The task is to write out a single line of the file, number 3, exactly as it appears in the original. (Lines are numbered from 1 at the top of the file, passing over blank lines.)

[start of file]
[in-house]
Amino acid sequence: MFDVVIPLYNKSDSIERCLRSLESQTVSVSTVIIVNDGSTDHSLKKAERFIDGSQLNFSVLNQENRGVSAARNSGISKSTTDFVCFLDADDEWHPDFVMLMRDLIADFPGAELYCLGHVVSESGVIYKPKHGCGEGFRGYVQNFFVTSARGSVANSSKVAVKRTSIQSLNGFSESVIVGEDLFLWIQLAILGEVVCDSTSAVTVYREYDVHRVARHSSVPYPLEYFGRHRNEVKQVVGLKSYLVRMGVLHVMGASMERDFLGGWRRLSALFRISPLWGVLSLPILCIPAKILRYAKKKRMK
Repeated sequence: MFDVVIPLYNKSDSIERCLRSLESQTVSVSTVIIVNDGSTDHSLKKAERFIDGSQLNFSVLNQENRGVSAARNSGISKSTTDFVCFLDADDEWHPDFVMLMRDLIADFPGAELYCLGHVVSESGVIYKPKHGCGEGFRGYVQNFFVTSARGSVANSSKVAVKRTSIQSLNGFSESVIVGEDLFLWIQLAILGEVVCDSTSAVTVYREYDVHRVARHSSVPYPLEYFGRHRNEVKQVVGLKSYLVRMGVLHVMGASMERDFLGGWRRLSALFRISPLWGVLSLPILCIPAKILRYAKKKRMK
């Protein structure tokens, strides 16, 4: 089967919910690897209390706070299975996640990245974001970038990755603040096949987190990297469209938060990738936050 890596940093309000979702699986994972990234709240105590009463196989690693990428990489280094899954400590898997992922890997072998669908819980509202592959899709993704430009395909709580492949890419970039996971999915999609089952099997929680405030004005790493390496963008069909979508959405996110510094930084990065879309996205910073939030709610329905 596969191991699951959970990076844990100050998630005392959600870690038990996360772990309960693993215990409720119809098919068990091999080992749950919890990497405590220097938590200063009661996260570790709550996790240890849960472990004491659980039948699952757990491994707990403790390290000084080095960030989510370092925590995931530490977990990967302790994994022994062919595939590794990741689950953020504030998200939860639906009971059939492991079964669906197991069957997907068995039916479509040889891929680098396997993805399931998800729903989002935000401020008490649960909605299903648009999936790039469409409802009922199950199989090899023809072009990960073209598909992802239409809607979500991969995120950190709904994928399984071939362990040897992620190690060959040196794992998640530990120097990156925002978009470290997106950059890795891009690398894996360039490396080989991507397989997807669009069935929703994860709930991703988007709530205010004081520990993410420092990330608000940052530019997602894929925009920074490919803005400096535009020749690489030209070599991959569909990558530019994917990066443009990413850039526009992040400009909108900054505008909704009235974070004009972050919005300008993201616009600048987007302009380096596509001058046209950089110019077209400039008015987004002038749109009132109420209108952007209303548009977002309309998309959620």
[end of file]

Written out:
Repeated sequence: MFDVVIPLYNKSDSIERCLRSLESQTVSVSTVIIVNDGSTDHSLKKAERFIDGSQLNFSVLNQENRGVSAARNSGISKSTTDFVCFLDADDEWHPDFVMLMRDLIADFPGAELYCLGHVVSESGVIYKPKHGCGEGFRGYVQNFFVTSARGSVANSSKVAVKRTSIQSLNGFSESVIVGEDLFLWIQLAILGEVVCDSTSAVTVYREYDVHRVARHSSVPYPLEYFGRHRNEVKQVVGLKSYLVRMGVLHVMGASMERDFLGGWRRLSALFRISPLWGVLSLPILCIPAKILRYAKKKRMK